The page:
THE KILLOUGH CHRONICLES | THE INDIA FILES
by James Killough
My Fellow Denizens of the Blogosphere —
Lest we ever give up, the Rigging Miss India post finally seems to be having some impact via an Indian beauty pageant forum called missology.org. It would appear that the pageant organizers themselves are commenting; there are some very well informed opinions floating around on that particular thread. For instance, someone mentions how the 1993 pageant didn’t have computer tabulations of the judges’ votes, despite the fact there were computers on site; they conveniently went down just before the show. I’ve heard that excuse before, with the exact word ‘tabulations’… when was that? Oh, right. When I hosted the 1993 Miss India Pageant.
Guys, as you well know, we were there for over four hours taping that show. There was plenty of time to count the votes of a few judges accurately by hand. Just as there was enough time for the judges to write me notes about who the real winners were. What you did was not only wrong, it was sloppy; I’m still carrying a grudge that I was sent out on that painted plywood peacock stage in front of a billion people without a rehearsal.
I am also being accused of trying to pull off a “publicity stunt” by blogging about this. My PFC posts about how disappointed I was that India hadn’t woken up yet to the story were quoted. I had to explain in my own forum reply on Missology that our shameless attempts to lure readers with pictures of Amanda Seyfried’s breasts (still a top ten search link to our site), shirtless gay Brazilian models, and turning Gaddafi into a disgruntled black drag queen are actually running jokes, not publicity stunts. The original post of the Miss India piece was a riff on this year’s disastrous Oscars show, which is just a wee bit more salient for a film company in Hollywood than a nearly twenty-year-old beauty pageant in a country many time zones away.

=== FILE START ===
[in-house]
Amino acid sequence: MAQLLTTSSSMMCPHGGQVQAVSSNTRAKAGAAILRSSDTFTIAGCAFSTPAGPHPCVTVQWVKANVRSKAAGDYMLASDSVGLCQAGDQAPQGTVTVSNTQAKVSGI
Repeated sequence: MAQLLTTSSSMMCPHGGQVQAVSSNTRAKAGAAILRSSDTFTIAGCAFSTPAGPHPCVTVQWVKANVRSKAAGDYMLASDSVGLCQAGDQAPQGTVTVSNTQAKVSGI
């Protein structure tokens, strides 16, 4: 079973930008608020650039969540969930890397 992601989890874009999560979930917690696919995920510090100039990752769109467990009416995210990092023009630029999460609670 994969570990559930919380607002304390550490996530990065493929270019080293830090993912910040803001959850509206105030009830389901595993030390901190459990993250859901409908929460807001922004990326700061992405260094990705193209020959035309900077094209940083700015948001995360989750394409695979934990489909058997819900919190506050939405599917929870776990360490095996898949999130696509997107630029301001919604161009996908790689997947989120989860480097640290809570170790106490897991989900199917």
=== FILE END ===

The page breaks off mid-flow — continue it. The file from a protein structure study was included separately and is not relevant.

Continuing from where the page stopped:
The Miss India story is not a running joke, however. It’s a cracking good yarn, though. How many Americans ever get to do something so absolutely off-the-wall?
The intent of this blog is clear from the subhead above: “everything has a story.” The rigging of the Miss India pageant is one of my favorite stories, not because it was any fun, but because it was such a surreal, dramatic thing to ever have been a part of. And that is the only reason it was written; our target audience is far more interested in Galliano’s coke habit and Mama Gaddafi’s choice of muumuu than a clumsily executed beauty pageant in a fairytale land far, far away.
Had I wanted to take advantage of the Miss India pageant, I would have posted the original piece on the day of this year’s event, not on February 28, almost two months before. Yes, I reposted it the day after the event this year, but that’s because I was too hungover and uninspired to whip up another one thousand five hundred words for a post on a weekend, when our readership drops substantially.
If it isn’t just my delighted paranoia, and the Times of India/Miss India pageant people really are monitoring this blog now — and that would indeed seem to be the case from a comment left by “Dave” a few minutes ago — my advice to you is to just ignore it and let it die down. If not, you know how easily the flames get fanned in India, and it makes not a stitch of difference to us here in LA what goes down there. Of course, I’d be delighted to supply more details and drop heavier names to bolster my case; you can haul me up for crimes of hyperbole, tautology and over-writing, but don’t ever try calling me a liar.